Thursday, September 26, 2013

Restrained Mirth

Thinking in Puns

Thanks to my father and the home in which I was raised, I had an early introduction to the world of puns. In one early memory I “di-stink-tly” recall someone (there’s a good chance it was me) mentioning the flatulation from a few rows up that had sounded during mass. While I know of many parents who would silence their children with a stern command of “WE do NOT speak of such things,” my parents never “pooh-poohed” the topic. They at least never condemned the topic in such a “manner,” though they did take teaching their children manners seriously. And so, rather than “changing” the diaper, er, topic, my father said, “at least there were a few ‘pews’ between us.” Everyone knows that the appropriate verbal response to a foul odor is “pee-eew” or “pew-ee.” I thought that this intentional use of related words was a hilarious stroke of genius. It was then that I started to listen more intently to the words and wisdom of my father, and I have not been disappointed.

And so some 15 years later, my way of thinking has dramatically evolved. I have discovered that I now tend to actually think in puns. While it can be quite humorous, it can also be a sort of “pun-ishment” for those who spend much time with me. I have been praised before as an exceptional listener, but perhaps I listen too intently. My mind works in such a way that it hears words or phrases - loving especially idioms or colloquialisms - and dissects them into a variety of possible meanings. Now, while puns can be great fun and incite much laughter, they can also annoy people, cause embarrassment, and even turn a friend into an enemy*. I have learned these lessons over the years – sometimes the hard way. And I’ve concluded that the rewards outweigh the risks. Delivering puns appropriately and with good timing is a skill that requires honing through trials and errors. To get you started and feeling more comfortable, I’ve outlined a few rules to pun usage that can be appreciated.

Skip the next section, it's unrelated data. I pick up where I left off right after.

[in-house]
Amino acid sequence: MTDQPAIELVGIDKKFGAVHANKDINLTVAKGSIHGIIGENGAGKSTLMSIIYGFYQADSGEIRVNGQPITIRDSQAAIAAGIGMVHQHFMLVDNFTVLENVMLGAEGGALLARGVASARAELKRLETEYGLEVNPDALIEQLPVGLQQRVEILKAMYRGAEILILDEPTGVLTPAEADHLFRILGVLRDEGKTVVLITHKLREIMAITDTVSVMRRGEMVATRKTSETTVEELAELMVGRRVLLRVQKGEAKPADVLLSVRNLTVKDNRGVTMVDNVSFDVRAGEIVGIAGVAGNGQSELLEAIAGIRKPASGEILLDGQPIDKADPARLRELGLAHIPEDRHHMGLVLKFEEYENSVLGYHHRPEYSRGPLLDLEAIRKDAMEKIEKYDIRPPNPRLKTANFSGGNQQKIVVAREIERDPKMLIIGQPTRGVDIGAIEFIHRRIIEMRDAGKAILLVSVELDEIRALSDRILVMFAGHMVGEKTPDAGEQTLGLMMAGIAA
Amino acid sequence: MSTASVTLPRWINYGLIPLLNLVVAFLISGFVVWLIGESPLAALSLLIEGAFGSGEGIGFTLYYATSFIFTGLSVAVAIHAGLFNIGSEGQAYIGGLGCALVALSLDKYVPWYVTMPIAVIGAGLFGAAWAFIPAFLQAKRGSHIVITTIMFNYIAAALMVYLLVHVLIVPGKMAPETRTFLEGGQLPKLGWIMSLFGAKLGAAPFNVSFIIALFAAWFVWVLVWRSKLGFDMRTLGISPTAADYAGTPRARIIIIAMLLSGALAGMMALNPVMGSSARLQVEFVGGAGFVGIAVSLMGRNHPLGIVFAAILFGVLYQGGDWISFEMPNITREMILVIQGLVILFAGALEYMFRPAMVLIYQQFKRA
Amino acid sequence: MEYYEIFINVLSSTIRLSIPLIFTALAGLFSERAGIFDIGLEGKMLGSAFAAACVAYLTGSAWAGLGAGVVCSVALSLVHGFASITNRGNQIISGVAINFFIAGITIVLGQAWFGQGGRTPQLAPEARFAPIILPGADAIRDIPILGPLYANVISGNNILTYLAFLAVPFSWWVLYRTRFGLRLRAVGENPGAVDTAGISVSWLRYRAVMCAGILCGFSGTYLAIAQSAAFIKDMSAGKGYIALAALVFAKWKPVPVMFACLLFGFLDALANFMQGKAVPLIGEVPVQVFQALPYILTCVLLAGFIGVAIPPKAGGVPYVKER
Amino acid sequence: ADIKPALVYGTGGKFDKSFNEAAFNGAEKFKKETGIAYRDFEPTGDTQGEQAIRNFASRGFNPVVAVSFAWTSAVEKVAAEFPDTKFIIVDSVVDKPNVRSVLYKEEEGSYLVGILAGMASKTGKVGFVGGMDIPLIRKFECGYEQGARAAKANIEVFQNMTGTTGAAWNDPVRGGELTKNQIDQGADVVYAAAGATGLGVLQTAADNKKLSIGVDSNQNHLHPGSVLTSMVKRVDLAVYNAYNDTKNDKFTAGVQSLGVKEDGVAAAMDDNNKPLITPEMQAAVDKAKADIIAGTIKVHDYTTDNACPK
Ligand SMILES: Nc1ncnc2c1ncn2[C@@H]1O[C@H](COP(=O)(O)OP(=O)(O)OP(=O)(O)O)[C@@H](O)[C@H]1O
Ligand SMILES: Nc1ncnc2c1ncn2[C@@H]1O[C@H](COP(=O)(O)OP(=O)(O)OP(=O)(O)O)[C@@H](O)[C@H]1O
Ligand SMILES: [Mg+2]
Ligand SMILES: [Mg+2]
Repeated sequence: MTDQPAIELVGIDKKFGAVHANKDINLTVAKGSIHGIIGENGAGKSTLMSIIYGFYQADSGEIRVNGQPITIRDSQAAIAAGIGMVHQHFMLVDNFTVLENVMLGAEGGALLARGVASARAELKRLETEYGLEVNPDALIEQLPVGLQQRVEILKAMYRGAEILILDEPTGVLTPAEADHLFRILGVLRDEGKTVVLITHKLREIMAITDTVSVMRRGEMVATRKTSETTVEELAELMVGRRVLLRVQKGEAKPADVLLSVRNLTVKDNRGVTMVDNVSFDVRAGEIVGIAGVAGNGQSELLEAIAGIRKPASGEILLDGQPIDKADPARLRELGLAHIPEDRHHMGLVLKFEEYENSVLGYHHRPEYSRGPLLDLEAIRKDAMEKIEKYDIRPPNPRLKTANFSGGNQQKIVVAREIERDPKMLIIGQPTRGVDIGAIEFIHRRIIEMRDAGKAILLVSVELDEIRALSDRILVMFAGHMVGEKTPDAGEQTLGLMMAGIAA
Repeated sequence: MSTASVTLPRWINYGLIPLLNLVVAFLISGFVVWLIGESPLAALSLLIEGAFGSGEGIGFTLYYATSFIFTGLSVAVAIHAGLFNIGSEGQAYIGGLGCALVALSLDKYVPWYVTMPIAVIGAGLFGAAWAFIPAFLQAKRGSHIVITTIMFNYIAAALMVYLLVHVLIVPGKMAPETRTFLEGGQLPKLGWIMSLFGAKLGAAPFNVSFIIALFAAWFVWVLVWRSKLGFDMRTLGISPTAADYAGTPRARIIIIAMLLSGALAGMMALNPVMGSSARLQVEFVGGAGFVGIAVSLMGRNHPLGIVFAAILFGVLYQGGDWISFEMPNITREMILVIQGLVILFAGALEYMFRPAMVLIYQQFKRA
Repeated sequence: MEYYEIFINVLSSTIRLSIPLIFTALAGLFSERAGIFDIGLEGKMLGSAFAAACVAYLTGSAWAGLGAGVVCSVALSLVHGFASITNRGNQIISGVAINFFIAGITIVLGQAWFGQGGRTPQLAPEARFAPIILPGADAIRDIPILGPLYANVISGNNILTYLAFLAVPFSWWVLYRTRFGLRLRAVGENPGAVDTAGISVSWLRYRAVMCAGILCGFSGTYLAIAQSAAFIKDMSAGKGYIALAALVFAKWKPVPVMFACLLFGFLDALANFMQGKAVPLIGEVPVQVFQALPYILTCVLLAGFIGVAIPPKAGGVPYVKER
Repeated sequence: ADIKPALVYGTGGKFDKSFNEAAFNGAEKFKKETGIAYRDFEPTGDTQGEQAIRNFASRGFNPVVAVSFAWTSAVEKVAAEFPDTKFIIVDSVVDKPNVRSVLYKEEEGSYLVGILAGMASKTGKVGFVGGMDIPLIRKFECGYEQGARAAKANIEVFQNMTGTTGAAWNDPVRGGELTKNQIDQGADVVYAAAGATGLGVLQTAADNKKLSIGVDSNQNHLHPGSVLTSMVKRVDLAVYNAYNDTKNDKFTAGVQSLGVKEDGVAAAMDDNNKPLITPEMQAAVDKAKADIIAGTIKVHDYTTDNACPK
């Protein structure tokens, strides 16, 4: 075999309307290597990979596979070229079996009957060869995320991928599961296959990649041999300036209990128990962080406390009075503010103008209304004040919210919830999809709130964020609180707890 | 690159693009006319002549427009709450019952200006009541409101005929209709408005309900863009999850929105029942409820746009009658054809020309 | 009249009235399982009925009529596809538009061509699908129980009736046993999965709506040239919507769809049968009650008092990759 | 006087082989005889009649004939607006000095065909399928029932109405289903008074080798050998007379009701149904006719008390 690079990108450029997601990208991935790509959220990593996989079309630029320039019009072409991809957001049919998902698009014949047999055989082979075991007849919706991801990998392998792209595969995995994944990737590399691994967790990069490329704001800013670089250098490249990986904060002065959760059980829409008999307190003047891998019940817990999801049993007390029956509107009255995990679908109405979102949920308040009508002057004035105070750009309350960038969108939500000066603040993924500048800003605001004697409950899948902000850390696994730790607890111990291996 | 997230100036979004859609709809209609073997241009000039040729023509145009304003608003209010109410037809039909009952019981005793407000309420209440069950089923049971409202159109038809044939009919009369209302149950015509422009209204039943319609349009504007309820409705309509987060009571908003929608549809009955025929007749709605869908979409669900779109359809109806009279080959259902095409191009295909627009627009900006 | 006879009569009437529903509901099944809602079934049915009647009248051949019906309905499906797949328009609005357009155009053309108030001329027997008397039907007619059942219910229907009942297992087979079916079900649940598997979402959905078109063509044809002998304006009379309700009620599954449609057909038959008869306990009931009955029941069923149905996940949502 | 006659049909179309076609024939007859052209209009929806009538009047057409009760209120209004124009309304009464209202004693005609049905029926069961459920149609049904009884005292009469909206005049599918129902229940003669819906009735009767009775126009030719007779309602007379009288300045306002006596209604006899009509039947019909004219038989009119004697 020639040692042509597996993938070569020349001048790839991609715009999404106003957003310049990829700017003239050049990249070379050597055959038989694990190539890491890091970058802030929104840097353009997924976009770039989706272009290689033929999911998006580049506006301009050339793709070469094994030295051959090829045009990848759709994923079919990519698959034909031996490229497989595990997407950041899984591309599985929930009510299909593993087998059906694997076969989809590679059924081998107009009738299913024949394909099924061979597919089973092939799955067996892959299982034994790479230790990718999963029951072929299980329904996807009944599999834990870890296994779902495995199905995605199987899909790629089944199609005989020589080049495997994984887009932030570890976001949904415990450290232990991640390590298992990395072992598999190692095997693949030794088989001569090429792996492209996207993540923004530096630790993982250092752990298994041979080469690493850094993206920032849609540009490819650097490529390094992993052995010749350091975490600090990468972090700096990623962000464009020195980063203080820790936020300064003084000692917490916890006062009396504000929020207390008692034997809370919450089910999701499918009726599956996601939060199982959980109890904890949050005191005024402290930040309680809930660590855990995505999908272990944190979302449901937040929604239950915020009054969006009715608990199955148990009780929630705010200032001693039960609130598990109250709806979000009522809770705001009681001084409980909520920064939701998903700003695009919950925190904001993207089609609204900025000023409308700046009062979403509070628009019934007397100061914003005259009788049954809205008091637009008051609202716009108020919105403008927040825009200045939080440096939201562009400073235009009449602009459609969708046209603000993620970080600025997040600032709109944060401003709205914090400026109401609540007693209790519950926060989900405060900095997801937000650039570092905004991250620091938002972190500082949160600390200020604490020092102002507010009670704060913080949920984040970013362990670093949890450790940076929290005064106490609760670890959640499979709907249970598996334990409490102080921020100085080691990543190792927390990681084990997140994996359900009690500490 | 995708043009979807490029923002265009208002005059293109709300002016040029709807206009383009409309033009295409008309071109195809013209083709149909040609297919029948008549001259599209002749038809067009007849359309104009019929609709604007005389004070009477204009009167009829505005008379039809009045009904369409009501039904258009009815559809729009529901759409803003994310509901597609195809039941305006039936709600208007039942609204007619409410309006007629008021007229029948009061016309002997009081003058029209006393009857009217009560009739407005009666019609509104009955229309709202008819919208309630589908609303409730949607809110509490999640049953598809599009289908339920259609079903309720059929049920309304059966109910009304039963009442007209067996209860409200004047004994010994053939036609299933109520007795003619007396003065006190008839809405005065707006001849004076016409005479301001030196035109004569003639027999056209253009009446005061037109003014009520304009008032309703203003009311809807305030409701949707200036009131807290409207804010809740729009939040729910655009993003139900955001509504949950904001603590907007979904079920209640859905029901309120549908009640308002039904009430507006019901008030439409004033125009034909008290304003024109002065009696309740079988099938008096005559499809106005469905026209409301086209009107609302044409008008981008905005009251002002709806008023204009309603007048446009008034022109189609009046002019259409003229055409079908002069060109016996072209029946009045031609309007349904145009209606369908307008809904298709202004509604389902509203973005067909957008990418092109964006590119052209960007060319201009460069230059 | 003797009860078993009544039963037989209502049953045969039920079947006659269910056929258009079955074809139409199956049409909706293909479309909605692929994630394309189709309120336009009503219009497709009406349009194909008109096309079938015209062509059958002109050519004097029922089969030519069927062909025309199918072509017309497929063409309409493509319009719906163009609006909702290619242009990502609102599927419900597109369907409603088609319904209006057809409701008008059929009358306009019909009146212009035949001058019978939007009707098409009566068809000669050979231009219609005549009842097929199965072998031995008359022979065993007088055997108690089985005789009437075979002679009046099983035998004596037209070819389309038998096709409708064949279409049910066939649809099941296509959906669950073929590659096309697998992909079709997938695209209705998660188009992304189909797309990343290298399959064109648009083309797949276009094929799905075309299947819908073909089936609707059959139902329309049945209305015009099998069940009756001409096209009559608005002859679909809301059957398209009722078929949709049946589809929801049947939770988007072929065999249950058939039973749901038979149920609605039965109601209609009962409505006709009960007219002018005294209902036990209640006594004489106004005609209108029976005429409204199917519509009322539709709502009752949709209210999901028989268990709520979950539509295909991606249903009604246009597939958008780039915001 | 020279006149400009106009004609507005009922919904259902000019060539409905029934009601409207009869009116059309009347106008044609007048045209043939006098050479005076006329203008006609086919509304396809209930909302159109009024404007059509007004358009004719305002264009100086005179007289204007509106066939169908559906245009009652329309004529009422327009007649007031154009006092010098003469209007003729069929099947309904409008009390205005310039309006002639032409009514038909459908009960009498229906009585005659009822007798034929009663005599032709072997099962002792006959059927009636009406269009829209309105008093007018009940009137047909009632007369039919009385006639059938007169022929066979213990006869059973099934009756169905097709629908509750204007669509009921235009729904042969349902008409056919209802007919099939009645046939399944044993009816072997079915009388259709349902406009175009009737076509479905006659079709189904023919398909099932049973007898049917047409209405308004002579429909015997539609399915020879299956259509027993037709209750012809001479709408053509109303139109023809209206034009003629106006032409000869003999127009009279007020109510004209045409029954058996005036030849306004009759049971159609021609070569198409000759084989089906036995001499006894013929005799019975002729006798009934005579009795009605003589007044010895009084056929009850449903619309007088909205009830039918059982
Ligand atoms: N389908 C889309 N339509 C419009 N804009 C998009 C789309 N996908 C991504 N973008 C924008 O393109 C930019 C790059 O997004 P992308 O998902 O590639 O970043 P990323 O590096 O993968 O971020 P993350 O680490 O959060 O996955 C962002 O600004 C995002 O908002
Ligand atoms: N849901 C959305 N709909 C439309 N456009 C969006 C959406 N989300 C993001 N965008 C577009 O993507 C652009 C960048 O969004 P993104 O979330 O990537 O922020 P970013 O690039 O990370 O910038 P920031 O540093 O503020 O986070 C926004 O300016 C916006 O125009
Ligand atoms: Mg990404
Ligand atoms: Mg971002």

1. A quality pun must be delivered “pun-ctually.” This means that it should be stated at its proper time. Each situation is a little different as it involves different people with differing levels of sensitivity and different styles of humor. It’s probably not the best idea to console your buddy after he’s lost $1000 playing Craps by nonchalantly saying “shit happens.” This rule of punctuality is closely related to point number two.

2. Know and respect your audience. I’ll call this rule, Drawing the “Pun-ch” Line. For example, it would be in bad “taste” for the keynote speaker at the PETA Convention to say, “I’m glad to be able to ‘meat’ with you all today. While I don’t want to beat a dead horse, I do want to reiterate that those cow murderers don’t have a cat’s chance in hell of winning the court case. Thank you all for your continued support. We all know what’s at ‘steak’.” This might be funny for an outsider or a cow murderer, but such a “clamity” could leave individuals feeling “shell-shocked” for a looooong time. That would just be mean.